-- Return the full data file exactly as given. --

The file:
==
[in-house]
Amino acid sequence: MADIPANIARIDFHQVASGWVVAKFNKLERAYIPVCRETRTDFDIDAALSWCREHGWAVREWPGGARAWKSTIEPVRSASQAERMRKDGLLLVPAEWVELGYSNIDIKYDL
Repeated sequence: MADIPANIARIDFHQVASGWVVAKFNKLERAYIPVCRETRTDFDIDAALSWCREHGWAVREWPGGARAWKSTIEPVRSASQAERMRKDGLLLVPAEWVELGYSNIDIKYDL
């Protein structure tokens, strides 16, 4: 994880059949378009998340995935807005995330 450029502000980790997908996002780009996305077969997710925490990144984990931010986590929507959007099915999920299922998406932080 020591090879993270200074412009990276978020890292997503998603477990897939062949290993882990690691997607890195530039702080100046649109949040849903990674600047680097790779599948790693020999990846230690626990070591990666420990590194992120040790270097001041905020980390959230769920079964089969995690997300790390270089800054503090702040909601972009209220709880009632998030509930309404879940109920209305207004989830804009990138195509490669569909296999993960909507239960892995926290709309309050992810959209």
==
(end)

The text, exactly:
[in-house]
Amino acid sequence: MADIPANIARIDFHQVASGWVVAKFNKLERAYIPVCRETRTDFDIDAALSWCREHGWAVREWPGGARAWKSTIEPVRSASQAERMRKDGLLLVPAEWVELGYSNIDIKYDL
Repeated sequence: MADIPANIARIDFHQVASGWVVAKFNKLERAYIPVCRETRTDFDIDAALSWCREHGWAVREWPGGARAWKSTIEPVRSASQAERMRKDGLLLVPAEWVELGYSNIDIKYDL
């Protein structure tokens, strides 16, 4: 994880059949378009998340995935807005995330 450029502000980790997908996002780009996305077969997710925490990144984990931010986590929507959007099915999920299922998406932080 020591090879993270200074412009990276978020890292997503998603477990897939062949290993882990690691997607890195530039702080100046649109949040849903990674600047680097790779599948790693020999990846230690626990070591990666420990590194992120040790270097001041905020980390959230769920079964089969995690997300790390270089800054503090702040909601972009209220709880009632998030509930309404879940109920209305207004989830804009990138195509490669569909296999993960909507239960892995926290709309309050992810959209």